This is the 29th book I’ve read this summer.  I’m shooting for 90 books in 90 days over break, and I’m sure that the next 9 Barefoot Gen books will be among the ones I read this year.  

Resistance: Book 1

4 06 2012

As this book explains, World War II began in 1939 when Russian and Germany invaded Poland.  A year later, the Germans invaded France.   It was no time at all before the Nazis had control over the country, and France was divided in two – occupied France, controlled by Germany, and Vichy France, controlled by a puppet government out of the city of Vichy.

Neither was a dream situation, but being in occupied territory was much worse.  Soon after the country was under German control, a resistance started up, regular folks organizing together to help restore things to the way they were.  Of course, some French people agreed with the German ideas, and betrayed their friends and neighbors.

The afterward of the book explains that there’s virtually no written history of the French resistance movement, writing things down would have put the rebels at greater risk.  Some of their plans worked, while some failed.  Some of the resistance fighters lived, others were captured.  All we really know is that thousands of brave people, young and old, men and women, Jews and Christians, fought the Nazis in their own way.

This graphic novel (the first in a three part series) tells the story of one small band of resistance fighters.  The story focuses on Paul and Marie Tessier (brother and sister about 12 and 9 years old), their Jewish neighbor Henri, their older sister Sylvie, and Sylvie’s love interest Jacques.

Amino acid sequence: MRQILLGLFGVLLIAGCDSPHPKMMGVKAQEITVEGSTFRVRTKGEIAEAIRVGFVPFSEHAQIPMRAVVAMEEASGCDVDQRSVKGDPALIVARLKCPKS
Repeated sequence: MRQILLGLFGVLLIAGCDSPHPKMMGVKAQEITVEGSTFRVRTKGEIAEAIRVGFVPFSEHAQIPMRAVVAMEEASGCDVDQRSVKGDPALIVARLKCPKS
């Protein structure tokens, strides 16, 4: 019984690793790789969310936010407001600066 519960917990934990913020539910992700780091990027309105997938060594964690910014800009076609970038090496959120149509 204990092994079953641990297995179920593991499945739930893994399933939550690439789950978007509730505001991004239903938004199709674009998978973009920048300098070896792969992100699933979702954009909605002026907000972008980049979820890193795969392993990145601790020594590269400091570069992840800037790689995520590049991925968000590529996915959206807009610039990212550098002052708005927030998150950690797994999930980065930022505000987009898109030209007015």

When their small French village was over run by Germans, Henri’s parents were captured.  Henri was relaxing by the pond and missed by the Germans, so Paul and Marie take it upon themselves to hide him from the Nazis.  Accidentally, the siblings stumble upon some members of the resistance, who see the benefit to having innocent, unsuspected children working for them.   Before they know it, the Tessiers are in the middle of it all.

Honestly, this book is really good, because it exposes a part of history that most people aren’t aware of.  Most young adult WWII books focus on the Holocaust, DDay, or Pearl Harbor.  I’ve don’t remember seeing any other that focus on these types of events.

However, on it’s own, the book is pretty unsatisfying.  It’s unclear how “real” the story is, if the French resistance actually included young children like Paul and Marie, so it’s hard to 100% buy into it.  Also, because there’s two more books in the series, this one leaves you hanging at the end.  Don’t get me wrong, I really enjoyed the story – it was exciting and interesting – but I wish I had book 2 sitting here to see what happens.

This summer I’m on a quest to read 90 books in 90 days.  This was #17.

The Mighty Miss Malone

3 06 2012

Christopher Paul Curtis not only has the coolest last name in children’s literature (I met him once and he signed a copy of Bud, Not Buddy to “one of my favorite coz’s”), he also has three nope, make that four of the best middle grades novels I’ve ever read.

Watson’s Go To Birmingham – 1963 was the first of his books that I read.  It’s a fantastic story about an African-American family in Flint, Michigan at the height of the Civil Rights movement.  The first half of the book is a series of hilarious stories about the family members, especially the trouble the oldest brother Byron gets into.  These little unconnected stories tell all about why the family is known as the Weird Watsons.  There are toy paratroopers set on fire in a toilet, a teenage boy who get’s his tongue frozen to the side of a car, and all sorts of hilarious events.  Then it gets serious.  Byron gets in enough trouble that the Watson’s decide to head down south the Birmingham, Alabama to visit grandma.  Life in the South for an African-American family is much different that it is in Michigan.